I wrote about the real Francis Schaeffer in my memoir Crazy for God: How I Grew Up as One of the Elect, Helped Found the Religious Right, and Lived to Take All (or Almost All) of It Back and received many wonderful emails and letters. I also got some rather nasty ad hominem criticism from some of my father’s evangelical followers and especially from several evangelical leaders who have made their “professional” religious careers by associating themselves with his reputation. But most people beginging with my editor (who like most of my secualr readers had never heard of Dad until I wrote about him) believed that I’d folded a tribute to Dad into my memoir about the rise of the religious right and my family’s part in it.
However the most wonderful tribute to Dad and to my book came last Sunday, long after it was published several years ago. When I got this email (used by permission of the writer) I wanted to share it. It really speaks to who Dad was and to the man I knew and loved. I’ve reproduced it here unedited. And BTW I do not know the writer, it came as the say “out of the blue.”
“From: Steven Gabbard
Sun, Jan 13, 2013 1:31 am
I saw your recent articles on Alternet and ordered Crazy For God on my Kindle. I stayed up and finished it last night. I really enjoyed it. I admit I read it for the juicy insider bits about American evangelicals. But the parts I ended up enjoying the most were the parts about your father during the sixties. It was like ‘wow, I would’ve like to have met that guy’. His not being racist or homophobic was refreshing. I found myself thinking that if I had known someone like that when I was younger and searching, I might have taken Christianity more seriously than I did. It was because of the bigotry and anti-intellectualism that I saw practiced by the Christians in my family that I dismissed Christianity when I was an adult. I am an atheist now and quite content to remain one. But if things had been different 30 years ago and I had met someone who was charming, intelligent, and socially enlightened like your father was during the sixties, I could see that it was possible that I might have taken a different path than the one I walked. That thought is an uncomfortable one. We like to think that we arrive at our deepest convictions through logic and much soul searching. But happenstance plays a larger role than we like to admit. I had to put the book down at one point and face the fact, ‘things could have been different’. I don’t think I’ve ever seen that so clearly before.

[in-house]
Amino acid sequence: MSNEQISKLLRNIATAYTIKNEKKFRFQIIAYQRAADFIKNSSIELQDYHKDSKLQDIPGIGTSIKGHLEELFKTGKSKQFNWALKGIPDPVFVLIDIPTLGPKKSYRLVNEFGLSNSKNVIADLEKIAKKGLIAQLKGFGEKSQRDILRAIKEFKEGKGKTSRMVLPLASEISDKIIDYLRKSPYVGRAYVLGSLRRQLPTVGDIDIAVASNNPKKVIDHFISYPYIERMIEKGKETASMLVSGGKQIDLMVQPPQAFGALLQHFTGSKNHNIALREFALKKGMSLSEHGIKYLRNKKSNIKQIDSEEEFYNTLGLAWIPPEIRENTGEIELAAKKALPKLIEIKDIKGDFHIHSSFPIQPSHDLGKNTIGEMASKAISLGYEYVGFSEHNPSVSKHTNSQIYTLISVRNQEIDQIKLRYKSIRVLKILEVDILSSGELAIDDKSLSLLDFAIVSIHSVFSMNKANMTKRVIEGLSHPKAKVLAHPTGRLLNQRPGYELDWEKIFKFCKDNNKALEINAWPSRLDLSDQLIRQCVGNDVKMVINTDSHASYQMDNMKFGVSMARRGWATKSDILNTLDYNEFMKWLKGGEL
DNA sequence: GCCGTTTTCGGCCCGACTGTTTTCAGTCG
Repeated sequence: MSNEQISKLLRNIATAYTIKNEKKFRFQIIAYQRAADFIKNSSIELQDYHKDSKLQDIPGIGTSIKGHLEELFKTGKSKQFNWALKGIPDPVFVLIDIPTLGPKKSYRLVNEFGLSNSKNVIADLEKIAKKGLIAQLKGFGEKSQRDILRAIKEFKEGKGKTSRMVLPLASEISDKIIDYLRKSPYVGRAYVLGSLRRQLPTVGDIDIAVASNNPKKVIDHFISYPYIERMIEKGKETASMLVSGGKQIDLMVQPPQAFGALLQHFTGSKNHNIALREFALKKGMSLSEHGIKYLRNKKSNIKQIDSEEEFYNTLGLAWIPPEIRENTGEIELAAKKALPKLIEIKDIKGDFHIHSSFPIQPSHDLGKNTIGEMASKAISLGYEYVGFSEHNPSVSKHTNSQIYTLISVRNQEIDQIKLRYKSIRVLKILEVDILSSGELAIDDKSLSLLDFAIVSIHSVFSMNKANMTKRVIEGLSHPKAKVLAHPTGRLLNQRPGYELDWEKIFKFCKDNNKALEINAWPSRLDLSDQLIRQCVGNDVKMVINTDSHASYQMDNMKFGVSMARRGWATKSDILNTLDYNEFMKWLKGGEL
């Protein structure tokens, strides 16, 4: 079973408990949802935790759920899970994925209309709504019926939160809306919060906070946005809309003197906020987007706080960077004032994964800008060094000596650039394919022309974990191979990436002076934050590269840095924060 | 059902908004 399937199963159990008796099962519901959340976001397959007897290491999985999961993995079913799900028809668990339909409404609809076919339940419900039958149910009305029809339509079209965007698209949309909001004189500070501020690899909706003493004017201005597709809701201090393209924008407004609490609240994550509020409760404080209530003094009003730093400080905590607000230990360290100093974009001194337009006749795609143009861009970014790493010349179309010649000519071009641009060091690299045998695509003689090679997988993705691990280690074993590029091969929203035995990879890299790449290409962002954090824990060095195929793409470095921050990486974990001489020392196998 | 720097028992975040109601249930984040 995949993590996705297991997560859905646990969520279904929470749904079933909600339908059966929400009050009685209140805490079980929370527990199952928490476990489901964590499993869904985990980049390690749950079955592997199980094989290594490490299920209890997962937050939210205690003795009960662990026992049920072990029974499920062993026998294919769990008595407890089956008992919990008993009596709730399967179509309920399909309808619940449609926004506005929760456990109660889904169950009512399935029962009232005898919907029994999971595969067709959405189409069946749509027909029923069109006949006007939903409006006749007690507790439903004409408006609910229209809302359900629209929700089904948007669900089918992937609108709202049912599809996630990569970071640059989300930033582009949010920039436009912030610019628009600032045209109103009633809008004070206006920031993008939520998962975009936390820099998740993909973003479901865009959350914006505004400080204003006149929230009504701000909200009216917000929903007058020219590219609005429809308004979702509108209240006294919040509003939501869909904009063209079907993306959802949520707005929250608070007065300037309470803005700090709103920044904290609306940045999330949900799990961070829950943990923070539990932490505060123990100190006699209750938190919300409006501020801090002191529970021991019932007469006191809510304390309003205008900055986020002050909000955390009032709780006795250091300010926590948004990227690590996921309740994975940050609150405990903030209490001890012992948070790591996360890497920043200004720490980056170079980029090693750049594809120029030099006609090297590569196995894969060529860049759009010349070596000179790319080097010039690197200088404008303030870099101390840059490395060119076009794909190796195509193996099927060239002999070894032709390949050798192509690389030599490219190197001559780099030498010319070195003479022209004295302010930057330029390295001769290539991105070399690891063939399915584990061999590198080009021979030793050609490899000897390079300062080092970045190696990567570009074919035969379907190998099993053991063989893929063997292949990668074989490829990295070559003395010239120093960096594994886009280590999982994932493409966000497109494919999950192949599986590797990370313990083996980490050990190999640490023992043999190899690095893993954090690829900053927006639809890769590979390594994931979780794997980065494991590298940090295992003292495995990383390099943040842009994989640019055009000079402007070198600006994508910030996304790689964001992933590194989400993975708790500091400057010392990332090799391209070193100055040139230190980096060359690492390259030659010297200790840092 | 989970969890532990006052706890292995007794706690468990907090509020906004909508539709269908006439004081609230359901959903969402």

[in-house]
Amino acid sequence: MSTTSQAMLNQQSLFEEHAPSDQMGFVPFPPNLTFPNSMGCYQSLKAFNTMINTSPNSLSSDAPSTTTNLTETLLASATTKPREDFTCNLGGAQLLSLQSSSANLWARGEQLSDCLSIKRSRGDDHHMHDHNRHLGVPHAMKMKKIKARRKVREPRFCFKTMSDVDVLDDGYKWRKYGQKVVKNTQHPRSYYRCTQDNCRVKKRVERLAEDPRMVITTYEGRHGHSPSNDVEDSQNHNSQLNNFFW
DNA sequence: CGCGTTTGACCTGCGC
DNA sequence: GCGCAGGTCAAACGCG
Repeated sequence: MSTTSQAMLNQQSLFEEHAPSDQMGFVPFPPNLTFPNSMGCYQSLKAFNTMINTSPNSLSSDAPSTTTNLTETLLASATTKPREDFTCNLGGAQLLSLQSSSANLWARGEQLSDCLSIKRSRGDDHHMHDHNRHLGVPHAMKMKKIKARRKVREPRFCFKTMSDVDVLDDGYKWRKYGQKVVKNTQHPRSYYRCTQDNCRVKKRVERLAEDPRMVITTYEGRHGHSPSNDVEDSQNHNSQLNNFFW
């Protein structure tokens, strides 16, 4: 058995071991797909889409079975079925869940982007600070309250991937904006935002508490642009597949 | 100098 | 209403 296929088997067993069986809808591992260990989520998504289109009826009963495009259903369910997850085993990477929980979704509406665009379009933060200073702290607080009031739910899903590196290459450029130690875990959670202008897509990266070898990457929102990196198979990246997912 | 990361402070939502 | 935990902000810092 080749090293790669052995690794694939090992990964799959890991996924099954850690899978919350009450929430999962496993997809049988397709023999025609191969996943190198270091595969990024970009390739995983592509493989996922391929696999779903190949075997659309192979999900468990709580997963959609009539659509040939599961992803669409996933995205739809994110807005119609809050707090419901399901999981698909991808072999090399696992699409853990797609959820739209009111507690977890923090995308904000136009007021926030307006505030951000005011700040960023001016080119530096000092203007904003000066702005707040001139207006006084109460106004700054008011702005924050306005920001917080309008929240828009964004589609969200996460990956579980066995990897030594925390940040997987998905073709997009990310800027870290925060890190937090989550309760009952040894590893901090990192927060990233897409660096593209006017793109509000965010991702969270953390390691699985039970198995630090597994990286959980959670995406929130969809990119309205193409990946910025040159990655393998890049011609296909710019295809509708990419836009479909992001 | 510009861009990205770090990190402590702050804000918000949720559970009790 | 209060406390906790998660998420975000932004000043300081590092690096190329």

Anyway, that was what I got when I read your book. Wanted to share it. I’ll pick up another one of your books soon. It’ll probably be Portofino, that one sounds interesting.
Your new fan,